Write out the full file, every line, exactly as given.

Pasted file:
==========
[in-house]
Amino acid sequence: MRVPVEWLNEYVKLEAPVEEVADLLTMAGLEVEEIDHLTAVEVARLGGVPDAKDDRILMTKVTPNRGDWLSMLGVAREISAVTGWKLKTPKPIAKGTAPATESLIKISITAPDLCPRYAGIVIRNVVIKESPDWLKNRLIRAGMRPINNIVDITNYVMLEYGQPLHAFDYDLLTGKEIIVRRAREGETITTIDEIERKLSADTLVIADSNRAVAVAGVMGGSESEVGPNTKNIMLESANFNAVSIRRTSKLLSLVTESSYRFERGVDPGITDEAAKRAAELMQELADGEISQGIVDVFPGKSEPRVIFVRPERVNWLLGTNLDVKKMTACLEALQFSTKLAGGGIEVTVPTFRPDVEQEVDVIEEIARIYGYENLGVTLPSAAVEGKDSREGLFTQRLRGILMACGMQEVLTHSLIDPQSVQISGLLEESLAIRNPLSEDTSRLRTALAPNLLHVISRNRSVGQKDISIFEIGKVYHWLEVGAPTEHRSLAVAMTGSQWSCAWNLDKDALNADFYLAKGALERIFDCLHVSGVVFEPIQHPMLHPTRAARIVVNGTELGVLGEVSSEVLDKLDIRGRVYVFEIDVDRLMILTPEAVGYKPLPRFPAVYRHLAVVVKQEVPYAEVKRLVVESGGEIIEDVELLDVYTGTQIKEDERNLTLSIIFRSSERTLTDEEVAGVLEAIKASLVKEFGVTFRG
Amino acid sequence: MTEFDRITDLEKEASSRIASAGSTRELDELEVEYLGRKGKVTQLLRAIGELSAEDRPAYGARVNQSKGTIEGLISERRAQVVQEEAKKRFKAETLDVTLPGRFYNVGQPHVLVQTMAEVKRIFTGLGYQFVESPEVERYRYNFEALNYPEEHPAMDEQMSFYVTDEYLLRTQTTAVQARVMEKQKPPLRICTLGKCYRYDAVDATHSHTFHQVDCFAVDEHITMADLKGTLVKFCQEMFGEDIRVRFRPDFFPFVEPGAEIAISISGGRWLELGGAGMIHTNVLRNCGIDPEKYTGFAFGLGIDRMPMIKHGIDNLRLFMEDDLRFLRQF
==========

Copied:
[in-house]
Amino acid sequence: MRVPVEWLNEYVKLEAPVEEVADLLTMAGLEVEEIDHLTAVEVARLGGVPDAKDDRILMTKVTPNRGDWLSMLGVAREISAVTGWKLKTPKPIAKGTAPATESLIKISITAPDLCPRYAGIVIRNVVIKESPDWLKNRLIRAGMRPINNIVDITNYVMLEYGQPLHAFDYDLLTGKEIIVRRAREGETITTIDEIERKLSADTLVIADSNRAVAVAGVMGGSESEVGPNTKNIMLESANFNAVSIRRTSKLLSLVTESSYRFERGVDPGITDEAAKRAAELMQELADGEISQGIVDVFPGKSEPRVIFVRPERVNWLLGTNLDVKKMTACLEALQFSTKLAGGGIEVTVPTFRPDVEQEVDVIEEIARIYGYENLGVTLPSAAVEGKDSREGLFTQRLRGILMACGMQEVLTHSLIDPQSVQISGLLEESLAIRNPLSEDTSRLRTALAPNLLHVISRNRSVGQKDISIFEIGKVYHWLEVGAPTEHRSLAVAMTGSQWSCAWNLDKDALNADFYLAKGALERIFDCLHVSGVVFEPIQHPMLHPTRAARIVVNGTELGVLGEVSSEVLDKLDIRGRVYVFEIDVDRLMILTPEAVGYKPLPRFPAVYRHLAVVVKQEVPYAEVKRLVVESGGEIIEDVELLDVYTGTQIKEDERNLTLSIIFRSSERTLTDEEVAGVLEAIKASLVKEFGVTFRG
Amino acid sequence: MTEFDRITDLEKEASSRIASAGSTRELDELEVEYLGRKGKVTQLLRAIGELSAEDRPAYGARVNQSKGTIEGLISERRAQVVQEEAKKRFKAETLDVTLPGRFYNVGQPHVLVQTMAEVKRIFTGLGYQFVESPEVERYRYNFEALNYPEEHPAMDEQMSFYVTDEYLLRTQTTAVQARVMEKQKPPLRICTLGKCYRYDAVDATHSHTFHQVDCFAVDEHITMADLKGTLVKFCQEMFGEDIRVRFRPDFFPFVEPGAEIAISISGGRWLELGGAGMIHTNVLRNCGIDPEKYTGFAFGLGIDRMPMIKHGIDNLRLFMEDDLRFLRQF